The Treasury Relief Art Project produced one Louisiana work: a mural by Xavier Gonzalez of the Newcomb Art School. The mural, depecting the strawberry industry, was originally displayed in the Hammond Post Office. It has since been moved, but is occasionally exhibited.

After the P.W.A. ended, the Treasury Department began its Section of Painting and Sculpture. This project produced 200 watercolors for patient rooms at the Hansen’s Disease Center at Carville. And, besides works for other public buildings, 18 Louisiana Post Offices had murals created.

There were two Post Office murals near New Orleans. The one in Arabi has disappeared. The Covington mural is still in place in what’s now the lobby of the St. Tammany School Board Covington Annex, located at 406 E. Boston St. Secretary Donna Peed says it’s “in pretty good shape.” Xavier Gonzalez was paid $630 for the 14-foot long and 4-foot high mural on the once-vital Tung Oil industry.

The U.S. Marine Hospital in New Orleans (most recently the New Orleans Adolescent Hospital) had two large carved wood murals: “Ping Pong” and “Card Players” done by Julius Struppeck of Louisiana State University Art School.

Visible to any passer-by are the two large carvings on the F. Edward Hebert Federal Building on Lafayette Square. “Harvesting Sugar Cane” is by sculptor Armin Scheler; “Flood Control” is by Fred. W. Milback. Gifford Proctor was the sculptor for the four stylized eagles. None of the artists were from Louisiana.

The W.P.A. art project was the largest of all. Local director was Gideon Stanton, followed by Caroline Durieux.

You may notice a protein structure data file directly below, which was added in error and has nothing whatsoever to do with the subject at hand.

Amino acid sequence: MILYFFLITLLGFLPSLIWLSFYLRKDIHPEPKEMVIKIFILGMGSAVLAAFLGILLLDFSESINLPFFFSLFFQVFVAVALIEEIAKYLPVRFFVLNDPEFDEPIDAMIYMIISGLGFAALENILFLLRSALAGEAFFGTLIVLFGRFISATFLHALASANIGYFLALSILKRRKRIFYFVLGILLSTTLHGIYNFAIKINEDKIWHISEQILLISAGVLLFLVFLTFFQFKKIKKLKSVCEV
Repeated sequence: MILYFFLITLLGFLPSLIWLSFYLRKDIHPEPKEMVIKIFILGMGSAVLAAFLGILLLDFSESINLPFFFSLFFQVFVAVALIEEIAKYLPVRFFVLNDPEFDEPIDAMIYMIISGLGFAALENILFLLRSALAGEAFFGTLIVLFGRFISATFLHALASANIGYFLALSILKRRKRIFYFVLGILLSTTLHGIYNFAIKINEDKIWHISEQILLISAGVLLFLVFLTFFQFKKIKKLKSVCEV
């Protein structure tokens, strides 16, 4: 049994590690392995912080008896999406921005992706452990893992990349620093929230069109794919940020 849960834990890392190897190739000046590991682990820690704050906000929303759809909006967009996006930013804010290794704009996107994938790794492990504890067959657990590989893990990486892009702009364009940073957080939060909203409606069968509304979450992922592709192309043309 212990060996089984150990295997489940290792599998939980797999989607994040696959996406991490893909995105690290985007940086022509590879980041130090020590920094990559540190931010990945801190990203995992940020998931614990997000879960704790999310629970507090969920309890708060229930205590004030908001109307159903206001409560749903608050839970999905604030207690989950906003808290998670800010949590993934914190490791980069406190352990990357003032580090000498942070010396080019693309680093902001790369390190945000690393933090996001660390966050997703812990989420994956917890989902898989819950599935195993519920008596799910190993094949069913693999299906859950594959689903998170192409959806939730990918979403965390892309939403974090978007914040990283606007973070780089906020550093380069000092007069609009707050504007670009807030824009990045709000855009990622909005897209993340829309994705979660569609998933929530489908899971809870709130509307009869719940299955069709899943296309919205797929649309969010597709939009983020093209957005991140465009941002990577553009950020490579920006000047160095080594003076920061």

The scope of the federal projects widened: There was a theater and a music program (both had some representation in New Orleans) and the Federal Writer’s Project which produced the New Orleans City Guide and Louisiana: A Guide to the State, plus Gumbo Ya Ya, a folk collection. There were sections black writers and artists, and projects to catalogue works in the Delgado Museum, chronicle New Orleans ironwork in the Index of American Design program and measure architecture for the Historic American Buildings Survey.

Gradually the city and state began sponsoring the arts programs. More works were produced, including what was said to be the largest mural on a single piece of canvas in the U.S., a “History of Printing” for the Canal Street Branch Library (at Canal and S. Gayoso streets) by Edward Schoenberger. The mural, somewhat altered, still exists in the building’s attic and will hopefully be visible and restored when a planned condominium project is completed.

Other local government-funded art from the period includes Enrique Alferez’s aluminum mural on the front of Charity Hospital, his Four Winds Fountain at the Lakefront Airport (and Xavier Gonzalez’s “History of Aviation” mural there), plus the statuary and carvings that adorn City Park and the brick mural of Noah’s Ark at the Audubon Zoo.

Wayne Everard, retired archivist, City Archives and Louisiana Division, says that online at the library’s Web site ( is a large series of photographs of the federal arts programs in the city, in general proving that government sponsorship of the arts works. Even 75 years later we can still enjoy the results!